Mennonites and the Luther
During festivities to mark the opening of the Luther Year, East German (GDR) church officials expressed on three occasions regret concerning Luther’s and his adherents’ sins against Anabaptists. These celebrations took place on the Wartburg near Eisenach on May 4. In an address carried on national television, the bishop of Thuringia, Werner Leich, cited Fritz Erbe, an Anabaptist farmer, who died without recanting his belief after nine years of imprisonment on the Wartburg. He then added: “Our thankfulness for the legacy of Martin Luther is linked with a plea for forgiveness from all against whom our fathers in the heat of the Reformation sinned.” A liturgical prayer stated that “Martin Luther was a sinner like unto us and is therefore no less dependent on God’s mercy than we are.”
It was also mentioned that Luther and Lutherans had sinned against Jews and the peasant followers of Thomas Müntzer. In a press conference on May 5, Bishop Leich stressed that this year’s celebration of the 500th anniversary of Luther’s birth is to be distinguishable from previous ones through its rejection of all heroization.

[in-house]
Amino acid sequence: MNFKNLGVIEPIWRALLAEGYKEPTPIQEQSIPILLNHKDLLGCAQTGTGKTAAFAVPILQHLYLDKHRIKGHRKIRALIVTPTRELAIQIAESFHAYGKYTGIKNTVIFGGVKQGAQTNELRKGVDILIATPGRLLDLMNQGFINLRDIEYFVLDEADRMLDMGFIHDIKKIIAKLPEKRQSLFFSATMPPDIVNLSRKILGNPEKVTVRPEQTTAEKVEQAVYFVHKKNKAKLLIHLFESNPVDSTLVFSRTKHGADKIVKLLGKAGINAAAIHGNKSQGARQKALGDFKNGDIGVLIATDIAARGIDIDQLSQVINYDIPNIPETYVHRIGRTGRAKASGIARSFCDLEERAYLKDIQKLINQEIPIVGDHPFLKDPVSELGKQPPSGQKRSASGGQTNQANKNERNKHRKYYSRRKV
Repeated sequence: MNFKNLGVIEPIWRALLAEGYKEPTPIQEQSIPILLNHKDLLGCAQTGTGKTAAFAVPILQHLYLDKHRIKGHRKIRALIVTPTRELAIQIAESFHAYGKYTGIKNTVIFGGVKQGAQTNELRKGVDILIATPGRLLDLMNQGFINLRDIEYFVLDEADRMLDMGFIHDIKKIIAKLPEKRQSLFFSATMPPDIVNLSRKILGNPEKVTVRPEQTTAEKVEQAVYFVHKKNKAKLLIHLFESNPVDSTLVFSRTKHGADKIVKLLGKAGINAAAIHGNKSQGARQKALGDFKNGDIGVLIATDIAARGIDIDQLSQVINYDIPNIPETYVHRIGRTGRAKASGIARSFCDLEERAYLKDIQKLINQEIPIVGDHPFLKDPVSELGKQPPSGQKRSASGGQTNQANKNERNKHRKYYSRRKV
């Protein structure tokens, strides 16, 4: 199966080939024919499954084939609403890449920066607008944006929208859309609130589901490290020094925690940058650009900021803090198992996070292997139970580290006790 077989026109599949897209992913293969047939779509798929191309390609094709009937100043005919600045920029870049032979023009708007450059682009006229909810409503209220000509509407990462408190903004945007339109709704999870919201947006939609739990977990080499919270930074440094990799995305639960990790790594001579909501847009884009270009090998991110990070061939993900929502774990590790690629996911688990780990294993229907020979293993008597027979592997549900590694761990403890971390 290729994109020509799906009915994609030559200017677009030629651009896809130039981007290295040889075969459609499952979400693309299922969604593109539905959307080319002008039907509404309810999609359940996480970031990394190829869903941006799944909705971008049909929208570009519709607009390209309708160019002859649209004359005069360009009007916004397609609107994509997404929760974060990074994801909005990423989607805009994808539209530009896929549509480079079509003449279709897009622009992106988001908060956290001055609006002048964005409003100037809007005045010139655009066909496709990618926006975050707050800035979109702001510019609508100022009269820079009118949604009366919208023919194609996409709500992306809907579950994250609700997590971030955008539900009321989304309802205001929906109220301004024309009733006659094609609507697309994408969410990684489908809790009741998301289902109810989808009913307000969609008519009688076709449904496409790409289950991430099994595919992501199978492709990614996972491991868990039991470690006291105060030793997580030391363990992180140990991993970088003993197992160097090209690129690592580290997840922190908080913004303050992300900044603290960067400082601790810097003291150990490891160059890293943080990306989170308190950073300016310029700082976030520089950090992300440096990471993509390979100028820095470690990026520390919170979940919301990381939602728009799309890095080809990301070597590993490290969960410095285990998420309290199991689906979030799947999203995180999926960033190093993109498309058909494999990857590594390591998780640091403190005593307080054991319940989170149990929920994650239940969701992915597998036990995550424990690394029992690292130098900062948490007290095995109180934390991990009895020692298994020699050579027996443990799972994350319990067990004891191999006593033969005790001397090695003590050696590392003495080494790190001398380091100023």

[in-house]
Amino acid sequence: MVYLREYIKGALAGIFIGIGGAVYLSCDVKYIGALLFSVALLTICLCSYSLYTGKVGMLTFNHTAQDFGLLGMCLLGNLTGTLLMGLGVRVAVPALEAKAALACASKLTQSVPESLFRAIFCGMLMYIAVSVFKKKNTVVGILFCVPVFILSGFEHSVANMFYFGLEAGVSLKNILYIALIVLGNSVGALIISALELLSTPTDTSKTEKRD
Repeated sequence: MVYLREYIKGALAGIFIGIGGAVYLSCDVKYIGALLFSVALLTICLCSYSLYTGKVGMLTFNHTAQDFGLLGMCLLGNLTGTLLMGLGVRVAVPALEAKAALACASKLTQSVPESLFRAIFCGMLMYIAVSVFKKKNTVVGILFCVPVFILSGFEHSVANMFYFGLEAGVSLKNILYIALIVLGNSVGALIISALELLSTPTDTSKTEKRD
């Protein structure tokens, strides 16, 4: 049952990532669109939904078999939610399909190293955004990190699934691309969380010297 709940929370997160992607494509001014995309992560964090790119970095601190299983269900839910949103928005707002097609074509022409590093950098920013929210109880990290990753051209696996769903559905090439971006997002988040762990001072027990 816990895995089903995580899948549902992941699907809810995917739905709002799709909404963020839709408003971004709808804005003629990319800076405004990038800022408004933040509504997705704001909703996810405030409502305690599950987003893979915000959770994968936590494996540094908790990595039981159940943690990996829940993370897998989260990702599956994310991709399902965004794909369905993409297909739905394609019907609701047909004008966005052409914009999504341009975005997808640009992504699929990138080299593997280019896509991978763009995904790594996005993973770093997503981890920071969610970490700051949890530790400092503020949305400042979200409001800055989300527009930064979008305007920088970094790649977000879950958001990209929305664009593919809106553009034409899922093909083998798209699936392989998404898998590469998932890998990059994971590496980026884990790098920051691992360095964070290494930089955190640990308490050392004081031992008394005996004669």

Though its results have not yet been publicized, these statements are obviously a response to the recent dialogue between the Evangelical (Lutheran and United) Federation and the Baptist Union of the GDR. These talks concerned the further validity of the anti-Anabaptist article contained in the Augsburg Confession of 1530.
Knuth Hansen, pastor of the East German Mennonite church and an official guest at the Wartburg festivities, expressed satisfaction concerning the request for forgiveness: “It’s new that such a request is stated openly and not restricted to private halls of learning.” Yet, he added, GDR-Mennonites have no particular expectations concerning the Luther anniversary: “We’re too insignificant for the great Luther.”
On May 4, the viewers of East German television were for the first time treated to Bible verses such as: “It is better to take refuge in the Lord than to put confidence in princes” (Psalms 118:9). Fortunately, this was also the premiere for the live and joint East-West transmission of a church event into both German states, as such Biblical admonitions are neither particularly frequent in West German mass media.
Berlin-West, May 7, 1983
Written for the Mennonite "Meetinghouse" service in Pennsylvania/USA, 362 words.
Note from May 2022:
Werner Leich (born 1927) was Lutheran bishop in Eisenach, 1978-1992.
Knut (also Knuth) Hansen (1947-2019) was pastor of the GDR Mennonites from 1980-89. Following that, he served as an evangelical pastor in Berlin-Köpenick until his retirement.